What did Drucker have to say about leadership? He did not write about different leadership styles between men and women. But he did articulate the important qualities of leaders who practice MLA:

  • They have clear values that are in line with the organization and its mission. They model these values in their behavior and how they uphold the organization’s higher purpose, providing clarity and truth so that everyone in the organization understands that they are part of a larger vision.
  • They value trust. They understand that trust in their leadership and authority must be earned, and that they must place trust in those in the organization (who also have a responsibility to earn that trust). Leadership cannot operate under MLA without a climate of trust.
  • Leaders feel an enormous sense of responsibility for both the mission of the organization and to support those being led. Leadership is not about power and authority but serving and bringing out the best in those who are part of the organization. 

The traditional models of charismatic leadership, control and corrective action, and individualistic decision making may work in some situations. But increasingly, research is showing us that the non-traditional, female-gendered models of leadership that emphasize Drucker’s MLA values of servant leadership, transparency and trust, empathy and concern for bringing out the best in those led, and clarity of values and mission are valuable in times of crisis. As Drucker said, we cannot prevent a major catastrophe, but we can build an organization ready to face it. And, as we celebrate Women’s History Month, it is perhaps time to finally acknowledge that women do not have to emulate men to be powerful leaders.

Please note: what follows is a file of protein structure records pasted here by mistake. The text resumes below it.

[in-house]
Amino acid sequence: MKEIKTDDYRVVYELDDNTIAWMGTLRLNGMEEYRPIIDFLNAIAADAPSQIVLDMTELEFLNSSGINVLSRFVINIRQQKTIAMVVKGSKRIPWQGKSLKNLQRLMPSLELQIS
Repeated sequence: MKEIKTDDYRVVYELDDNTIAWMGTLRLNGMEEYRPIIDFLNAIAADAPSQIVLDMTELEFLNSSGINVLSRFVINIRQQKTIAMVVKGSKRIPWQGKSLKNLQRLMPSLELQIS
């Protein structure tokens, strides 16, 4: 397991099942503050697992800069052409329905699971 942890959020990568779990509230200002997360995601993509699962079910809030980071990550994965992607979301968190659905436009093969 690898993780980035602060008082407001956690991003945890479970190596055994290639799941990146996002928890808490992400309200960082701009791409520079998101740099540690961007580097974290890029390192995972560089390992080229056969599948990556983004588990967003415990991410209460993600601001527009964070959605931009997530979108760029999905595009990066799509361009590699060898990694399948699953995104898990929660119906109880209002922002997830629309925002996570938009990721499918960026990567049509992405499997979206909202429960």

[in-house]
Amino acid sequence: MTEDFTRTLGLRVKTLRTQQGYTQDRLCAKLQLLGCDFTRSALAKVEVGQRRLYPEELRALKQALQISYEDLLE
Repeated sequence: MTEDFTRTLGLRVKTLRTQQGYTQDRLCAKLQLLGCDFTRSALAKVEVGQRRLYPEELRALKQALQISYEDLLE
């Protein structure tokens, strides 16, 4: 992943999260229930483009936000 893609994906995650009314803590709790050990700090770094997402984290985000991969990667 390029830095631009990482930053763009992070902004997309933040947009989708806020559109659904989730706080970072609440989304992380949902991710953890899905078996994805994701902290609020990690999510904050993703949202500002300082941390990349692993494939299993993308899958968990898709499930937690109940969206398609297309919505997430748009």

Dr. Karen Linkletter is a researcher with the Joseph A. Maciariello Management as a Liberal Art Research Institute (MLARI), where she develops curriculum for CiAM and conducts research to advance the work of Peter F. Drucker. She and Dr. Maciariello co-authored the book Drucker’s Lost Art of Management: Peter Drucker’s Timeless Vision for Building Effective Organizations

Dr. Linkletter has published over 20 articles and essays on a variety of historical topics. She has an M.B.A. and a PhD in History from Claremont Graduate University and received her A.B. from U.C. Berkeley.  Dr. Linkletter taught in the American Studies Department at Cal State University, Fullerton for fifteen years. She is also a professional cellist, performing throughout southern California and teaching private students. She is an avid horseback rider and enjoys time with her horses, Spencer and Chance.